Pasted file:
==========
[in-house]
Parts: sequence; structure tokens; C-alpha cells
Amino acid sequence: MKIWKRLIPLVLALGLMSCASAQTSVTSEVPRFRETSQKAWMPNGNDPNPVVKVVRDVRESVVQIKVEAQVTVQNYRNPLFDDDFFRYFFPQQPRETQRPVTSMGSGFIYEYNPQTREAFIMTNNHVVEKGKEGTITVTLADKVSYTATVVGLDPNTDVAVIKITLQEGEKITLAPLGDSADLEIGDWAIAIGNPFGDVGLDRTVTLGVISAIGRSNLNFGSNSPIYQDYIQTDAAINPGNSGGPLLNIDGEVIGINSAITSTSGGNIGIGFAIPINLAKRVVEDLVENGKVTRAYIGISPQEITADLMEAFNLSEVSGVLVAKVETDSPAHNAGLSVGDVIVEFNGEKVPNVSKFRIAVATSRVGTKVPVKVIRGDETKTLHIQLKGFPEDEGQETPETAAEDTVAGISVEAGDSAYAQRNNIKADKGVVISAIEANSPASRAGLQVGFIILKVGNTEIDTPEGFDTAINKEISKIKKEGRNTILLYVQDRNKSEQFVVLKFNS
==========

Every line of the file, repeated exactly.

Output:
[in-house]
Parts: sequence; structure tokens; C-alpha cells
Amino acid sequence: MKIWKRLIPLVLALGLMSCASAQTSVTSEVPRFRETSQKAWMPNGNDPNPVVKVVRDVRESVVQIKVEAQVTVQNYRNPLFDDDFFRYFFPQQPRETQRPVTSMGSGFIYEYNPQTREAFIMTNNHVVEKGKEGTITVTLADKVSYTATVVGLDPNTDVAVIKITLQEGEKITLAPLGDSADLEIGDWAIAIGNPFGDVGLDRTVTLGVISAIGRSNLNFGSNSPIYQDYIQTDAAINPGNSGGPLLNIDGEVIGINSAITSTSGGNIGIGFAIPINLAKRVVEDLVENGKVTRAYIGISPQEITADLMEAFNLSEVSGVLVAKVETDSPAHNAGLSVGDVIVEFNGEKVPNVSKFRIAVATSRVGTKVPVKVIRGDETKTLHIQLKGFPEDEGQETPETAAEDTVAGISVEAGDSAYAQRNNIKADKGVVISAIEANSPASRAGLQVGFIILKVGNTEIDTPEGFDTAINKEISKIKKEGRNTILLYVQDRNKSEQFVVLKFNS